European markets marginally higher as global sentiment gets a boost
Rising labor costs will add to inflation in Europe, Wienerberger CEO says
Rising labor costs will add to inflation in Europe, according to the CEO of Wienerberger.
Heimo Scheuch, CEO of the building materials group, discussed the company’s deal with Terreal and how it’s coping with inflation on “Squawk Box Europe.”
Deloitte fined £900,000 over building material supplier audits
Deloitte was fined more than £900,000 ($1.1 billion) after failures in its audits of building material supplier SIG for the financial years 2015 and 2016, according to Britain’s accounting watchdog.
The Financial Reporting Council said it imposed a penalty of £1.25 million, which was reduced to £906,250 once Deloitte admitted breaches over its work on the financial statements.
Deloitte was reprimanded and ordered to take action to prevent future breaches.
— Hannah Ward-Glenton
The dollar fell Tuesday as markets started to wind down ahead of the holiday period.
The U.S. dollar index — which measures the greenback against a basket of currencies — slid 0.44% early Thursday to 103.75, its lowest level in seven days. By 4:20 a.m. ET it was trading around 103.94.
The euro rose 0.47% against the dollar to hit $1.0655, although it pared some gains to trade around $1.0631 by 4:20 a.m. ET.
Germany completes nationalization of Uniper
The German government has completed its takeover of utility company Uniper and now owns 99% of the shares, according to a statement by the economy and finance ministries, Reuters reported.
The move effectively nationalizes the embattled natural gas trader.
The European Commission approved the bailout Wednesday and said the measure “aims at restoring the financial position and liquidity of Uniper in the exceptional situation caused by Russia’s war of aggression against Ukraine and the subsequent disruption of gas deliveries.”
— Hannah Ward-Glenton
UK economy shrinks more than expected in third quarter, ONS says
The U.K. economy shrank more than originally forecast in the third quarter of 2022, according to the Office for National Statistics.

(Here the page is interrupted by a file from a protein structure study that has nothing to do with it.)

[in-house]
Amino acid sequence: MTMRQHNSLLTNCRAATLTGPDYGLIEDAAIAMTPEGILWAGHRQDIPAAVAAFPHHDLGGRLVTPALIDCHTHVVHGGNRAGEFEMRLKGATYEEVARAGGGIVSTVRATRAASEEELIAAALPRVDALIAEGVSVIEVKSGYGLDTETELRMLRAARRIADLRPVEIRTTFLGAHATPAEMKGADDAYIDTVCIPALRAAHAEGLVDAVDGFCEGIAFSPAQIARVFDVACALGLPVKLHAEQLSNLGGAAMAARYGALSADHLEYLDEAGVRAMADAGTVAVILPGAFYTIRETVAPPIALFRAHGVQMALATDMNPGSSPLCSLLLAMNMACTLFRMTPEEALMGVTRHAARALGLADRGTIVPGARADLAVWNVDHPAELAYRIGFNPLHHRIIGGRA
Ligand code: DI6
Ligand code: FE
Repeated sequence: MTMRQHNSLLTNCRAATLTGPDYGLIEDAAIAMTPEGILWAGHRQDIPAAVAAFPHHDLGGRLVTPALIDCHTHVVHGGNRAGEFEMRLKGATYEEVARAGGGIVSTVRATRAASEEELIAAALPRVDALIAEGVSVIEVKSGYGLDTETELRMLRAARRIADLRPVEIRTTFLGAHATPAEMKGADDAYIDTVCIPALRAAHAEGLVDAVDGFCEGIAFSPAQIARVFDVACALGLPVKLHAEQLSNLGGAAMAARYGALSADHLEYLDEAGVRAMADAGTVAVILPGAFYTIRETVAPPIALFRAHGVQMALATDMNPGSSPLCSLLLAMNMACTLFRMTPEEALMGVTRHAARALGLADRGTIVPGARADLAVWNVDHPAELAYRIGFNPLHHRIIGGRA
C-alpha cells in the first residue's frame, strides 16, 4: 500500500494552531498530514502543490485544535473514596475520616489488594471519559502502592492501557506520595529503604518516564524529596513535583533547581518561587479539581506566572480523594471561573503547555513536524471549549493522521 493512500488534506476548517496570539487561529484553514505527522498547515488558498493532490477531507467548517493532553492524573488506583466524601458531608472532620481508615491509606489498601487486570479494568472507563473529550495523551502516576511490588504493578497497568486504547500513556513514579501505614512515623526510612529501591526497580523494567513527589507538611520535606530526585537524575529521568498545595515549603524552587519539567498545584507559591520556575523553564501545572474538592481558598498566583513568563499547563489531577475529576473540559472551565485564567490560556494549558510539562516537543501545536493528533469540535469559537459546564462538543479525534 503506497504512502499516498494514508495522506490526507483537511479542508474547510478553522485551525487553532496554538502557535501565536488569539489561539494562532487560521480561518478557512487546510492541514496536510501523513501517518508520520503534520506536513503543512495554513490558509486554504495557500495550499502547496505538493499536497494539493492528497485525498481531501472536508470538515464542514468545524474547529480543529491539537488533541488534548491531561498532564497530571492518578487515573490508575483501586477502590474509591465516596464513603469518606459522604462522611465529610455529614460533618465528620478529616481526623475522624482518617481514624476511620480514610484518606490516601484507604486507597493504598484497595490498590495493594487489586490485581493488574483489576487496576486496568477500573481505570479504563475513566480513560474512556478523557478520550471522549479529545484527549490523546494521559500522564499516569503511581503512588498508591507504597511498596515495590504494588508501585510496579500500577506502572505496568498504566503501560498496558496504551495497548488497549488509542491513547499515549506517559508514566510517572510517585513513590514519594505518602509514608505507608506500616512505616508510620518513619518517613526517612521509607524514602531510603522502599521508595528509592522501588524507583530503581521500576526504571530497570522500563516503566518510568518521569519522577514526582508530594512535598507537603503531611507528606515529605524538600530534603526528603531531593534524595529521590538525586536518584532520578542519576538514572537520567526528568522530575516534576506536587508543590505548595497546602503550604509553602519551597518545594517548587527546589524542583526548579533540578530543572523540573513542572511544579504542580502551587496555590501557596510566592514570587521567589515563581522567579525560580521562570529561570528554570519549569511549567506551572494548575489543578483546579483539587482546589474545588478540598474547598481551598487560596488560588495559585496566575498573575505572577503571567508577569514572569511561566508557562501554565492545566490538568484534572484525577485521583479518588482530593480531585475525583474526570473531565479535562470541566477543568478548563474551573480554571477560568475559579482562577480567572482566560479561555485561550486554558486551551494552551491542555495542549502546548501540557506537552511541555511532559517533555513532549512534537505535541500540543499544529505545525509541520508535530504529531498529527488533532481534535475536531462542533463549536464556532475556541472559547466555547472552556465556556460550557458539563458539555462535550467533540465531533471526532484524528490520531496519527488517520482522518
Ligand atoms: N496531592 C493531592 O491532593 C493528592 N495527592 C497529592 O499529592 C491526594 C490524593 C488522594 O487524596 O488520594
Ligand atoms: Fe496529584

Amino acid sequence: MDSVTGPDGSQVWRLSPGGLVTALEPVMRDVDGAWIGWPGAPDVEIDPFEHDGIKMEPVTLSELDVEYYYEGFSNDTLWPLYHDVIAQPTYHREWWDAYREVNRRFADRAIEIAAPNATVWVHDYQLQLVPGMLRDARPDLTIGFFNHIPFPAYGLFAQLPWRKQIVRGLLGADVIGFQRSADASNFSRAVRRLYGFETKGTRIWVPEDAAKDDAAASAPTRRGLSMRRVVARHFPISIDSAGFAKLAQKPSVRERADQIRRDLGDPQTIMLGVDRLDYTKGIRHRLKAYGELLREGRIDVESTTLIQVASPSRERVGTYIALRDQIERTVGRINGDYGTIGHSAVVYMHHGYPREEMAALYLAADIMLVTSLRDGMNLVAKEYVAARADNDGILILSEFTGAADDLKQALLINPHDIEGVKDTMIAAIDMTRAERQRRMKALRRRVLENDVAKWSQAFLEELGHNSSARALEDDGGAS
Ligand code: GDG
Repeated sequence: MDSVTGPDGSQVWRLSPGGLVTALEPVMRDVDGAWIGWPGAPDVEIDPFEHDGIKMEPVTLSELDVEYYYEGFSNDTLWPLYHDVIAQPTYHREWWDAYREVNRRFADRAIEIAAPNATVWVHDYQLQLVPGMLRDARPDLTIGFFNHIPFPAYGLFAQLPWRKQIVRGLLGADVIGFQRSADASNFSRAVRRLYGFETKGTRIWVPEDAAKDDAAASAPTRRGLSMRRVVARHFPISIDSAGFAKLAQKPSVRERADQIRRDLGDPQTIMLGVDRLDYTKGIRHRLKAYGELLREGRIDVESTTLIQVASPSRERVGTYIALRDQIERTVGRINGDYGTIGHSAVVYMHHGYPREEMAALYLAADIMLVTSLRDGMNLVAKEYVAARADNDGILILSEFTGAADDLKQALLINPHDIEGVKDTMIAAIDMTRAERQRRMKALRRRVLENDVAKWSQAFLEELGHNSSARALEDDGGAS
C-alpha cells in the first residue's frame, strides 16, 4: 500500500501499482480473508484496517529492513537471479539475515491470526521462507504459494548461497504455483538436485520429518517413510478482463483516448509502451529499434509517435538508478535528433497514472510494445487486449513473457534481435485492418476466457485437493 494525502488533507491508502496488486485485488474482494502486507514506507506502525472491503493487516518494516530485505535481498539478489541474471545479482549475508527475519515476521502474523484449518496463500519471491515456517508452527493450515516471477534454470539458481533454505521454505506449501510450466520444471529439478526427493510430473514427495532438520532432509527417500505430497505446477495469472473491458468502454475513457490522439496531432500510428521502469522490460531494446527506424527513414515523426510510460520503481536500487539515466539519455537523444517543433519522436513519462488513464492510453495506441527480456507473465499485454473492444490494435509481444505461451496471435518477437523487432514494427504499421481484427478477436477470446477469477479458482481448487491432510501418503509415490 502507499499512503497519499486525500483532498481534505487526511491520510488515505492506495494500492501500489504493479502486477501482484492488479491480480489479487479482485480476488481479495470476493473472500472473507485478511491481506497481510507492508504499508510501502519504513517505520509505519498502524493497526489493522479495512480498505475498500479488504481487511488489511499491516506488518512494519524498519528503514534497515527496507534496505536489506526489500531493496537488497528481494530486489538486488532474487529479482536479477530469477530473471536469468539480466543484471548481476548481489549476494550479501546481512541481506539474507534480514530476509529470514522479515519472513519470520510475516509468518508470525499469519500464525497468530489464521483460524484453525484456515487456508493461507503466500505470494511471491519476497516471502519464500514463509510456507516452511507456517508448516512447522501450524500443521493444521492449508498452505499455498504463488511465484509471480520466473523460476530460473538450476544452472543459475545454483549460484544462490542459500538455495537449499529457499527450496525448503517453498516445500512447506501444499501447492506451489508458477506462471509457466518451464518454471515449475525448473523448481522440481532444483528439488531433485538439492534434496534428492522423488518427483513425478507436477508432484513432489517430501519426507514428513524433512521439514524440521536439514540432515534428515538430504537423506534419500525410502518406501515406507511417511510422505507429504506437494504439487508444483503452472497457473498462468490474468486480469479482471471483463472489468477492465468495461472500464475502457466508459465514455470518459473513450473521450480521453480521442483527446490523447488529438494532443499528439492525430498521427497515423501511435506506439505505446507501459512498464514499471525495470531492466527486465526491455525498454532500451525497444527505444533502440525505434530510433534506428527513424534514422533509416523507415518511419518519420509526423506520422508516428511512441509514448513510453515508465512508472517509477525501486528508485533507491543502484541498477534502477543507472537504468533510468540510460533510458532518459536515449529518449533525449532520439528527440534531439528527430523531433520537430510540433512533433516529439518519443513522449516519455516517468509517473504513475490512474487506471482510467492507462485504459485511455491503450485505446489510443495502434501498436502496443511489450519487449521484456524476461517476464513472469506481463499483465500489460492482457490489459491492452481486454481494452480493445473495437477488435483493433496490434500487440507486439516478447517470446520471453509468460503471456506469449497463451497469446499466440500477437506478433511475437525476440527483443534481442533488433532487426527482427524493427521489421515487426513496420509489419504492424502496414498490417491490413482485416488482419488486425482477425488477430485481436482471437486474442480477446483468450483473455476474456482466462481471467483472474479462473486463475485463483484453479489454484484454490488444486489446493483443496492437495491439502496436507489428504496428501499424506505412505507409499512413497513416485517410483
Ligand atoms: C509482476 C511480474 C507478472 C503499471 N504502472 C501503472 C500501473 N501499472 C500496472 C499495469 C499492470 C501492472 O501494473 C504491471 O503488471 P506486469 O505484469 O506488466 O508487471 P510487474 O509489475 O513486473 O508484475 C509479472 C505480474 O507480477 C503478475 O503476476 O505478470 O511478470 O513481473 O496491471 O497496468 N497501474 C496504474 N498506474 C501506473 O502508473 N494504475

Economic output dropped by 0.3% quarter-on-quarter between July and September, a downward revision of the original 0.2% estimate.
Business investment dropped 2.5% compared to the second quarter of the year, missing expectations of a 0.5% decline.
Slowdowns in manufacturing and construction brought the headline figure down, despite a marginal increase of 0.1% in the services sector.
Household disposable income also fell for the fourth consecutive quarter, and was down 0.5%.
— Hannah Ward-Glenton
Oil prices rise on tight heating oil and jet fuel stocks
Oil prices rose as the U.S. is expecting what its National Weather Service described as “dangerous cold” over the next few days.
On a wider scale, year-end holiday trips is also expected to drive up jet fuel consumption.
– Lee Ying Shan
IMF calls latest Bank of Japan move ‘sensible’
The International Monetary Fund voiced support for the Bank of Japan’s latest decision to widen its band of yield curve control tolerance.
“With uncertainty around the inflation outlook, the Bank of Japan’s adjustment of yield curve control settings is a sensible step including given concerns about bond market functioning,” Ranil Salgado, the mission chief to Japan at the IMF, said.
Salgado added clearer communications around modifications of the central bank’s monetary policy could improve the BOJ’s credibility and “help anchor market expectations,” he said.
– Jihye Lee
CNBC Pro: Investing pro recommends 6 big-cap stocks for another rocky year ahead
Destination Wealth CEO Michael Yoshikami said he expects “tremendous” market volatility in 2023, but investors need not stay on the sidelines.
“Boring. That’s the key,” he said. “The alternative is you pull the money out of the market, you put it in cash till the market comes back. So, this is a way for you to safely still be in the market in more defensive names while still being able to participate in the market if it rises.”
He named six big-cap stocks that investors can take shelter in.
Pro subscribers can read more here.
— Zavier Ong
European markets: Here are the opening calls
European markets are heading for a higher open Thursday, building on gains seen in the previous session.
The U.K.’s FTSE 100 index is expected to open 26 points higher at 5,517, Germany’s DAX 33 points higher at 14,126, France’s CAC up 21 points at 6,599 and Italy’s FTSE MIB up 80 points at 24,163, according to data from IG.
There are no major earnings or data releases.
— Holly Ellyatt